His candor is as surprising as it is refreshing . . . .

‘You can’t imagine how selfish I was at the time, what an asshole I had become,’ he notes in his recently-released memoir. ‘I’d throw a fit if I didn’t like the curtains in the hotel.’

People change and life changes people. Just ask Elton John.

It was 1986 and, bulimic, alcoholic and addicted to cocaine, a man ‘bloated and gorged . . . [looking] tired, sick and beaten’ was not in a good place.

‘I looked horrible,’ he admits. ‘I had been overcome by addiction; I was completely out of control . . . . as messed up as I’ve ever been. It was one of the lowest points of my life . . . . I was going to die.’

That Elton John didn’t die is down in no small part to a teenager from Kokomo, Indiana.

Called Ryan White, the 13-year-old changed Elton John’s life forever. Had it not been for the profound connection that this odd couple shared, things might have been much different.

Ryan had AIDS, contracted during a blood transfusion that formed part of his treatment for haemophilia, a rare genetic disease that prevents blood clotting.

Not long after his 13th birthday, Ryan discovered he had less than six months to live. The reaction in his neighborhood proved extraordinary . . . .

Prevented from attending school, forced to sit at the back of his local church, his treatment was shameful. Customers on his paper route cancelled their orders. Restaurants destroyed plates he had eaten from. Ostracized to the highest degree, the stigma Ryan faced proved even crueller than the disease that threatened his life.

That Ryan rose above it all is quite remarkable . . . .

That, in the process, he inspired Elton John to take a good hard look at himself is something that proves – to us, at least – that connection and its astonishing power knows no bounds.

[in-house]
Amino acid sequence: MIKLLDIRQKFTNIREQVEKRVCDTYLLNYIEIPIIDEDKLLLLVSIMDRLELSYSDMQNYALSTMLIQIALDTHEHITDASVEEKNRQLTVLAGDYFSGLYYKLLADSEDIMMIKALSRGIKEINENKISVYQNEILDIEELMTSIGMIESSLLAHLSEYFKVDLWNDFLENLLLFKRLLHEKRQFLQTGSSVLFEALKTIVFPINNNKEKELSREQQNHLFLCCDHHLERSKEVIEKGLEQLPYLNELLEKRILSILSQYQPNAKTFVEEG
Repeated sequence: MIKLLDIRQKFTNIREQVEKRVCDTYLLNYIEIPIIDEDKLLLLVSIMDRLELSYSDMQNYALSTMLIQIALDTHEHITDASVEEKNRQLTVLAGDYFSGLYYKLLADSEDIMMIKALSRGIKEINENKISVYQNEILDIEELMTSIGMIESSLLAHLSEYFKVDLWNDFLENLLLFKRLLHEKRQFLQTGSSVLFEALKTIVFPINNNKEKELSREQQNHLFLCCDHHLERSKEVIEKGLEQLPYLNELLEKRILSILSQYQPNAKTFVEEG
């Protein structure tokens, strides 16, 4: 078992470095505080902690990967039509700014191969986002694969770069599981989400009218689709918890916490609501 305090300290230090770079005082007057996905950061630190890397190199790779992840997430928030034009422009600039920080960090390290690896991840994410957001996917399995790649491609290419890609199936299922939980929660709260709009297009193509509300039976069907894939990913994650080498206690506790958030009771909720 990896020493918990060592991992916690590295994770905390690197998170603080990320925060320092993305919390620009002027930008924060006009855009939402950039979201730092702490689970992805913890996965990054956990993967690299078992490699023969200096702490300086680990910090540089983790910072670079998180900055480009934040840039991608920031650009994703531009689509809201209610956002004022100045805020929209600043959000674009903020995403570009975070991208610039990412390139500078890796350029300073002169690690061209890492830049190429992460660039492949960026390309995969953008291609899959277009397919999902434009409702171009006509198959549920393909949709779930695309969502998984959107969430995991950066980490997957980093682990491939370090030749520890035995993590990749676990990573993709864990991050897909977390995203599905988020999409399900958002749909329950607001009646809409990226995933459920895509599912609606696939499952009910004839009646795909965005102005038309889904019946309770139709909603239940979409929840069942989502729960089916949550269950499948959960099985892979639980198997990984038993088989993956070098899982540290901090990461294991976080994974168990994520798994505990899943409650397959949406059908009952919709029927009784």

The addiction-ravaged superstar learnt about the disease-riddled teenager from a magazine article he read in a doctor’s waiting room. Incensed, he made it his mission to help.

The pair met, the first time at a concert in California in 1986, and on countless occasions afterwards. There followed a ‘private tour’ of Disneyland and other such treats. Yet the thing that makes the relationship so remarkable is not the gimmicks, but the impact each participant had on the other.

Elton John eased Ryan’s suffering, but as the modest musician admits, ‘He gave me far more than I ever gave him.’

Before his death in 1990, his greatest supporter at his bedside, Ryan had taught Elton John much about life and love, about injustice and inspiration, about kindness and compassion, and the important things that enabled a man bound for self-destruction to become a better person – himself someone for others to look up to.

‘I loved my friend Ryan,’ he writes in a book he has titled Love is the Cure. ‘It wasn’t the way he held his head high as he struggled with [a] terrible disease. It wasn’t the way he bravely confronted death at an age when most children have no clue how precious life is. He didn’t have a speck of self-pity in his soul. Ryan was a true hero, a true Christian, because he unconditionally forgave those who made him suffer. I’m here today because of Ryan. Being around [him] made me want to become a better person. It took Ryan’s death [for me] to do so. When his eyes closed, mine opened, and they’ve been open ever since.’

Ryan, who helped to educate people about AIDS and stigma and basic humanity . . . .

Ryan, who still drives Elton John in his charitable efforts and inspires him to help others . . . .

Ryan, who has shown us all that there’s a better way to live our lives . . . .

Ryan, whose tombstone has seven words inscribed on the base: ‘Patience, tolerance, faith, love, forgiveness, wisdom and spirit.’

The final words in this, a tale that has moved us all here at OM HQ, we’ll leave to Elton John . . . .

‘It really comes down to a simple equation,’ he observes. ‘If you give love out, you get love back’.

Here’s to Ryan White . . . .

We are all connected.

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